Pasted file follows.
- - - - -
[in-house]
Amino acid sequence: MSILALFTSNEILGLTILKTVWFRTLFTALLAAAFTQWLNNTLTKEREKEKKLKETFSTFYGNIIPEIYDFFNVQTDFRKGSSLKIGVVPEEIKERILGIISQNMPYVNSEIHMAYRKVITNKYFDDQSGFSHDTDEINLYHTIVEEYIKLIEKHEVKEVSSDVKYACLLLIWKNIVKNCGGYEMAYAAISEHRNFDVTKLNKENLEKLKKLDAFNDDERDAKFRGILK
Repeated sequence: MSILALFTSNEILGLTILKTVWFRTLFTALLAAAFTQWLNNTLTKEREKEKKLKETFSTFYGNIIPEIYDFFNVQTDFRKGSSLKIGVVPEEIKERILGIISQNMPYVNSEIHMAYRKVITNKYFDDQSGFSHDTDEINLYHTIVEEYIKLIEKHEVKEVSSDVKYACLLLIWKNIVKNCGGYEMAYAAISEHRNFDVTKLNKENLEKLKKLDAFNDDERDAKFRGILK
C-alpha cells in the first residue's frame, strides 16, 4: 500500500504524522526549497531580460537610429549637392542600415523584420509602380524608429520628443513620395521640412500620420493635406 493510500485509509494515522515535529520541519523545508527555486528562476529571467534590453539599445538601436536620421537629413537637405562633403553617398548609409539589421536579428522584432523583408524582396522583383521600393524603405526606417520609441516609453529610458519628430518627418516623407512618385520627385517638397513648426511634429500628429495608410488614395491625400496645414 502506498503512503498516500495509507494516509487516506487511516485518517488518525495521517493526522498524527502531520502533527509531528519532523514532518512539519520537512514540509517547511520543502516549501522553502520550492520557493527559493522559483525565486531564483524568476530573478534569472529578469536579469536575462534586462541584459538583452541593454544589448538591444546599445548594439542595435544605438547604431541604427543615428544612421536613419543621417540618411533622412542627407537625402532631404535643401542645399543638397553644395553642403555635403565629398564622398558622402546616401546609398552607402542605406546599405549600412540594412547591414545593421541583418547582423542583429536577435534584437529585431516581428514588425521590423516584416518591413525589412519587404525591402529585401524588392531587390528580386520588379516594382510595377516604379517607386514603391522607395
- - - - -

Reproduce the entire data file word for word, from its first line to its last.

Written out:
[in-house]
Amino acid sequence: MSILALFTSNEILGLTILKTVWFRTLFTALLAAAFTQWLNNTLTKEREKEKKLKETFSTFYGNIIPEIYDFFNVQTDFRKGSSLKIGVVPEEIKERILGIISQNMPYVNSEIHMAYRKVITNKYFDDQSGFSHDTDEINLYHTIVEEYIKLIEKHEVKEVSSDVKYACLLLIWKNIVKNCGGYEMAYAAISEHRNFDVTKLNKENLEKLKKLDAFNDDERDAKFRGILK
Repeated sequence: MSILALFTSNEILGLTILKTVWFRTLFTALLAAAFTQWLNNTLTKEREKEKKLKETFSTFYGNIIPEIYDFFNVQTDFRKGSSLKIGVVPEEIKERILGIISQNMPYVNSEIHMAYRKVITNKYFDDQSGFSHDTDEINLYHTIVEEYIKLIEKHEVKEVSSDVKYACLLLIWKNIVKNCGGYEMAYAAISEHRNFDVTKLNKENLEKLKKLDAFNDDERDAKFRGILK
C-alpha cells in the first residue's frame, strides 16, 4: 500500500504524522526549497531580460537610429549637392542600415523584420509602380524608429520628443513620395521640412500620420493635406 493510500485509509494515522515535529520541519523545508527555486528562476529571467534590453539599445538601436536620421537629413537637405562633403553617398548609409539589421536579428522584432523583408524582396522583383521600393524603405526606417520609441516609453529610458519628430518627418516623407512618385520627385517638397513648426511634429500628429495608410488614395491625400496645414 502506498503512503498516500495509507494516509487516506487511516485518517488518525495521517493526522498524527502531520502533527509531528519532523514532518512539519520537512514540509517547511520543502516549501522553502520550492520557493527559493522559483525565486531564483524568476530573478534569472529578469536579469536575462534586462541584459538583452541593454544589448538591444546599445548594439542595435544605438547604431541604427543615428544612421536613419543621417540618411533622412542627407537625402532631404535643401542645399543638397553644395553642403555635403565629398564622398558622402546616401546609398552607402542605406546599405549600412540594412547591414545593421541583418547582423542583429536577435534584437529585431516581428514588425521590423516584416518591413525589412519587404525591402529585401524588392531587390528580386520588379516594382510595377516604379517607386514603391522607395